A former Wisconsin-based registered representative and investment advisor swindled nearly $2.4 million from 26 of his mostly elderly retail brokerage customers and investment advisory clients, according to the Securities and Exchange Commission.

The SEC said that between April 2013 and March 2019, Edward E. Matthes, 49, of Pewaukee, Wis., worked as a registered representative and investment advisor representative with Mutual of Omaha Investor Services, dually registered with the commission as a broker-dealer and investment advisor.

The complaint said Matthes lied to his customers and clients about a supposedly safe fixed investment offering offered by Mutual of Omaha. He said it would earn a guaranteed minimum yield of 4% per year. He then persuaded his customers and clients to transfer approximately $1.4 million to him to fund the purported investment, which did not exist.

The complaint further said Matthes allegedly stole an additional $1 million from his brokerage customers by making unauthorized sales and withdrawals from his customers' variable annuities. The complaint said he spent the misappropriated funds on personal expenses, including home renovation expenses, car payments and luxury items.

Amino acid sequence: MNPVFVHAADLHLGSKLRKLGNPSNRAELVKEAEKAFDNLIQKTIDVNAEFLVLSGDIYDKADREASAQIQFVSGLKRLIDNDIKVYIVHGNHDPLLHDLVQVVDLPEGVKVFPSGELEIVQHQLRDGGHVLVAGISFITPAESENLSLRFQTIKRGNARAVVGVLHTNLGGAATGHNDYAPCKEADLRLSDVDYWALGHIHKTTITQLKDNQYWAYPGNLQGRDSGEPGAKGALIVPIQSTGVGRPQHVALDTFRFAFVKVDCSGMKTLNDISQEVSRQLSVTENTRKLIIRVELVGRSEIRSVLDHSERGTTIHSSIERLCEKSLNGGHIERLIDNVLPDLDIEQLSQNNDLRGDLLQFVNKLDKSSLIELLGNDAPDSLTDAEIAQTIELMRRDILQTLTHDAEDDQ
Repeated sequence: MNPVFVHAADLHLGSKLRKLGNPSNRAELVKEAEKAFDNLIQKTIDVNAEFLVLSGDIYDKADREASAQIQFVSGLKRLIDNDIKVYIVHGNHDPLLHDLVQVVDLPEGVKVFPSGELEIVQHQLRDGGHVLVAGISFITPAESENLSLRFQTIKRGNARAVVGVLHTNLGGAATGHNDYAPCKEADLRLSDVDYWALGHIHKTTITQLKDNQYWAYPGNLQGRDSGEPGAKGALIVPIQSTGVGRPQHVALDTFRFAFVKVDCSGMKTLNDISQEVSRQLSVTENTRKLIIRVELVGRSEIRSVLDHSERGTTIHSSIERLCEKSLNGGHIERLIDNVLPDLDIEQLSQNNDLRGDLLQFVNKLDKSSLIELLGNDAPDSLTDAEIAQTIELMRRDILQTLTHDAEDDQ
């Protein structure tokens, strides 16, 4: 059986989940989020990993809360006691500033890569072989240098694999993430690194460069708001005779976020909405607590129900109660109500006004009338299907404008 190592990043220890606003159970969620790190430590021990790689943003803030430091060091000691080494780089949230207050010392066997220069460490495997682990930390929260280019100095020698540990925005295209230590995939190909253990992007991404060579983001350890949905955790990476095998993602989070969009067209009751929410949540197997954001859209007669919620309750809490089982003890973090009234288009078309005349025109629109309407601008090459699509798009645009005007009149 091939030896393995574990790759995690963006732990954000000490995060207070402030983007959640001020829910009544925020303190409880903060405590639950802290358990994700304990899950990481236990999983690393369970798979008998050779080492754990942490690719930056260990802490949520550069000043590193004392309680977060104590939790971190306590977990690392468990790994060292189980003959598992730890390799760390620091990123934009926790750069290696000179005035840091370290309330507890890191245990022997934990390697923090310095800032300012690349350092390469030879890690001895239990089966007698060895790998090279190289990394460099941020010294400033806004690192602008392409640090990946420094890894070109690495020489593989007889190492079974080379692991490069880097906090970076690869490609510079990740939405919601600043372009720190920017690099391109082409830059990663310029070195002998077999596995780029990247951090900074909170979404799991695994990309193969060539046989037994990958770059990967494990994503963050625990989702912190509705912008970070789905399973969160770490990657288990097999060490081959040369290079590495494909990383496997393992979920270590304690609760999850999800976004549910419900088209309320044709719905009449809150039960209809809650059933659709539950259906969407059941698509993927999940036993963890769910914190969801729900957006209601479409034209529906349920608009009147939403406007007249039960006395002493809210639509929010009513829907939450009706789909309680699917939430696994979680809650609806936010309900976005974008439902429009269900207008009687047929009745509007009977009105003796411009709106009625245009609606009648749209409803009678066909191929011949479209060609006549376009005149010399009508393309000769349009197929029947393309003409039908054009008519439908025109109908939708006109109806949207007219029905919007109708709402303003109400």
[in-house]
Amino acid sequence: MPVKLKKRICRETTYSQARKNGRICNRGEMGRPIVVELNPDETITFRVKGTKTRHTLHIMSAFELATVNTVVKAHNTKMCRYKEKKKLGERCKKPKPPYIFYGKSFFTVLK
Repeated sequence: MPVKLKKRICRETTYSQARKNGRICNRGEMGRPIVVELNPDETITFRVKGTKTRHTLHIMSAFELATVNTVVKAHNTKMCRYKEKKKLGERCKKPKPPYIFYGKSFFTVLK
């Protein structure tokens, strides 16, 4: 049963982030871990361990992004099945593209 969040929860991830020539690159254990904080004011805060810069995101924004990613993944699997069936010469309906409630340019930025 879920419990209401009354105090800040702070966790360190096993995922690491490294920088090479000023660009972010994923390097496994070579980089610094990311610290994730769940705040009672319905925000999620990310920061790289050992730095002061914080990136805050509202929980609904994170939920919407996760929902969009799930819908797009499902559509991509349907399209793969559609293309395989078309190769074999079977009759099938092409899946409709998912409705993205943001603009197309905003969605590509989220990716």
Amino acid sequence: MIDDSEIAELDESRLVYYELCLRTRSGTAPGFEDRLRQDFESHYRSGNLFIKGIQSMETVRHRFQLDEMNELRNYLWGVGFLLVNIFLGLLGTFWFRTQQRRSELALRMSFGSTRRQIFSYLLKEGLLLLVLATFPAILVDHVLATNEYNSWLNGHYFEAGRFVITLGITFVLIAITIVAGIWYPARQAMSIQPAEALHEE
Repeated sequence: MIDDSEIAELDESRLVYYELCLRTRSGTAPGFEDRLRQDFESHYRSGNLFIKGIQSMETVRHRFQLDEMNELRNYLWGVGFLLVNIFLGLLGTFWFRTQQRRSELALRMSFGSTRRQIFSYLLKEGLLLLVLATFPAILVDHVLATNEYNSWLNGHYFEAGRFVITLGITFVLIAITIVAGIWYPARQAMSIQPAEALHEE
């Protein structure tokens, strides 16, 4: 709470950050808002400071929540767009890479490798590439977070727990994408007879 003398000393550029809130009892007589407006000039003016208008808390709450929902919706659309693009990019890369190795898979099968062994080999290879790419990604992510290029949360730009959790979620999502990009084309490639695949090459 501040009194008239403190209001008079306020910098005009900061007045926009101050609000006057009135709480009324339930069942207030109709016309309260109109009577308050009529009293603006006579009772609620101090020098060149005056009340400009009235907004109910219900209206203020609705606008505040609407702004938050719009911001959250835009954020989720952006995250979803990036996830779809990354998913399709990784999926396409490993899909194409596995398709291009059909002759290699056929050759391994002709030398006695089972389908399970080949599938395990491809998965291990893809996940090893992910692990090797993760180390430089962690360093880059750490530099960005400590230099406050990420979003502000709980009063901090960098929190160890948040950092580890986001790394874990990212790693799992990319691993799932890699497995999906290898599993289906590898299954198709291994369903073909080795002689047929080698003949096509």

To keep the scheme alive, Matthes allegedly created fake account statements and paid approximately $170,000 in Ponzi-like payments, the complaint said.

But the fraud was uncovered in March 2019, when one of Matthes’s customers complained to the Financial Industry Regulatory Authority about an account statement that appeared to be fake. After Finra contacted Mutual of Omaha regarding the account statement, the company conducted an internal review, which included unannounced visits to Matthes’s office on March 11 and 12, the complaint said.

He was found to have diverted customer and client funds to his personal bank account and created fictitious account statements for multiple customers and clients. He was terminated on March 12, 2019, the complaint said.

The SEC's complaint, filed in federal district court in the Eastern District of Wisconsin, charges Matthes with violating antifraud provisions of the securities laws.

Without admitting to or denying the allegations in the complaint, Matthes consented to the entry of a judgment that permanently enjoins him from violating the charged provisions and orders him to pay disgorgement, prejudgment interest and penalties in amounts to be determined by the court at a later date.

The SEC said Matthes has agreed to settle the SEC's charges, with monetary relief to be determined by the court at a later date.